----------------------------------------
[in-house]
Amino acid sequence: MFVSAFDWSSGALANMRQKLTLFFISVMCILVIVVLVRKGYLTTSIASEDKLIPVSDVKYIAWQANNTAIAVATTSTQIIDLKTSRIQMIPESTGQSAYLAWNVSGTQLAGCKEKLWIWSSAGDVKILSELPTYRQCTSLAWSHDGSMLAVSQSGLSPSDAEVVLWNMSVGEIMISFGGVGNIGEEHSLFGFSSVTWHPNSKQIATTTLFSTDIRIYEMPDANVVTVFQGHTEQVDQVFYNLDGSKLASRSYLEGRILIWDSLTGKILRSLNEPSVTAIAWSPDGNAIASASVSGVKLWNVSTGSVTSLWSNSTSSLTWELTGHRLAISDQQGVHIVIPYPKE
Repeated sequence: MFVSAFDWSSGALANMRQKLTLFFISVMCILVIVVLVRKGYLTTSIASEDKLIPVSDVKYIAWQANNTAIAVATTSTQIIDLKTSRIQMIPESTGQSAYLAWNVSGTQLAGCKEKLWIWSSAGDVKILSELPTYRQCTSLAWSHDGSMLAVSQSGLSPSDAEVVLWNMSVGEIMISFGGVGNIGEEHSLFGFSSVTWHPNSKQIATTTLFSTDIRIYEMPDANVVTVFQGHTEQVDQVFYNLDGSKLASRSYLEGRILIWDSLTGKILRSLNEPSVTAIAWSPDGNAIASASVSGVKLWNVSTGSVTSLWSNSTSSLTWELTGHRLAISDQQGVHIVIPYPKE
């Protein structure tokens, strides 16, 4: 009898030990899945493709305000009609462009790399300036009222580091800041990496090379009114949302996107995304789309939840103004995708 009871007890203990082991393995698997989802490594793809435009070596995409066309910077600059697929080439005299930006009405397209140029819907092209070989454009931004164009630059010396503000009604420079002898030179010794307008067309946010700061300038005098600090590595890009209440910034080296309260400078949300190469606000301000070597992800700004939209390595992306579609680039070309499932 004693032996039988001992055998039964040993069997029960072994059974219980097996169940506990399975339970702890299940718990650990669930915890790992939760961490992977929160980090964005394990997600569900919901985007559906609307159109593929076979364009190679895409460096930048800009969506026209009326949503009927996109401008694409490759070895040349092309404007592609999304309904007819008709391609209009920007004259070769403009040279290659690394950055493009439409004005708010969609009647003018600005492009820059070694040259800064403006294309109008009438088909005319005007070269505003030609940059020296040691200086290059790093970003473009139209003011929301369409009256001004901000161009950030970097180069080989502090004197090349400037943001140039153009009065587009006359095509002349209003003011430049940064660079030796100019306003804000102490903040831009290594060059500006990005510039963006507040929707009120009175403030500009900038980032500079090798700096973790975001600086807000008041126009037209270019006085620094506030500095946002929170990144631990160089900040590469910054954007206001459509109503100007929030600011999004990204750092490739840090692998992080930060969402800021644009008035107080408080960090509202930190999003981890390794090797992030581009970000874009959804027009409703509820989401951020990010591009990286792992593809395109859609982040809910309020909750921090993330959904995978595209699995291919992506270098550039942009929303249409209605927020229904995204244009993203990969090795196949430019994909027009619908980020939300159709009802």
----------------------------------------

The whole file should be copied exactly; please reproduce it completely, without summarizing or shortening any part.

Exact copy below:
[in-house]
Amino acid sequence: MFVSAFDWSSGALANMRQKLTLFFISVMCILVIVVLVRKGYLTTSIASEDKLIPVSDVKYIAWQANNTAIAVATTSTQIIDLKTSRIQMIPESTGQSAYLAWNVSGTQLAGCKEKLWIWSSAGDVKILSELPTYRQCTSLAWSHDGSMLAVSQSGLSPSDAEVVLWNMSVGEIMISFGGVGNIGEEHSLFGFSSVTWHPNSKQIATTTLFSTDIRIYEMPDANVVTVFQGHTEQVDQVFYNLDGSKLASRSYLEGRILIWDSLTGKILRSLNEPSVTAIAWSPDGNAIASASVSGVKLWNVSTGSVTSLWSNSTSSLTWELTGHRLAISDQQGVHIVIPYPKE
Repeated sequence: MFVSAFDWSSGALANMRQKLTLFFISVMCILVIVVLVRKGYLTTSIASEDKLIPVSDVKYIAWQANNTAIAVATTSTQIIDLKTSRIQMIPESTGQSAYLAWNVSGTQLAGCKEKLWIWSSAGDVKILSELPTYRQCTSLAWSHDGSMLAVSQSGLSPSDAEVVLWNMSVGEIMISFGGVGNIGEEHSLFGFSSVTWHPNSKQIATTTLFSTDIRIYEMPDANVVTVFQGHTEQVDQVFYNLDGSKLASRSYLEGRILIWDSLTGKILRSLNEPSVTAIAWSPDGNAIASASVSGVKLWNVSTGSVTSLWSNSTSSLTWELTGHRLAISDQQGVHIVIPYPKE
């Protein structure tokens, strides 16, 4: 009898030990899945493709305000009609462009790399300036009222580091800041990496090379009114949302996107995304789309939840103004995708 009871007890203990082991393995698997989802490594793809435009070596995409066309910077600059697929080439005299930006009405397209140029819907092209070989454009931004164009630059010396503000009604420079002898030179010794307008067309946010700061300038005098600090590595890009209440910034080296309260400078949300190469606000301000070597992800700004939209390595992306579609680039070309499932 004693032996039988001992055998039964040993069997029960072994059974219980097996169940506990399975339970702890299940718990650990669930915890790992939760961490992977929160980090964005394990997600569900919901985007559906609307159109593929076979364009190679895409460096930048800009969506026209009326949503009927996109401008694409490759070895040349092309404007592609999304309904007819008709391609209009920007004259070769403009040279290659690394950055493009439409004005708010969609009647003018600005492009820059070694040259800064403006294309109008009438088909005319005007070269505003030609940059020296040691200086290059790093970003473009139209003011929301369409009256001004901000161009950030970097180069080989502090004197090349400037943001140039153009009065587009006359095509002349209003003011430049940064660079030796100019306003804000102490903040831009290594060059500006990005510039963006507040929707009120009175403030500009900038980032500079090798700096973790975001600086807000008041126009037209270019006085620094506030500095946002929170990144631990160089900040590469910054954007206001459509109503100007929030600011999004990204750092490739840090692998992080930060969402800021644009008035107080408080960090509202930190999003981890390794090797992030581009970000874009959804027009409703509820989401951020990010591009990286792992593809395109859609982040809910309020909750921090993330959904995978595209699995291919992506270098550039942009929303249409209605927020229904995204244009993203990969090795196949430019994909027009619908980020939300159709009802």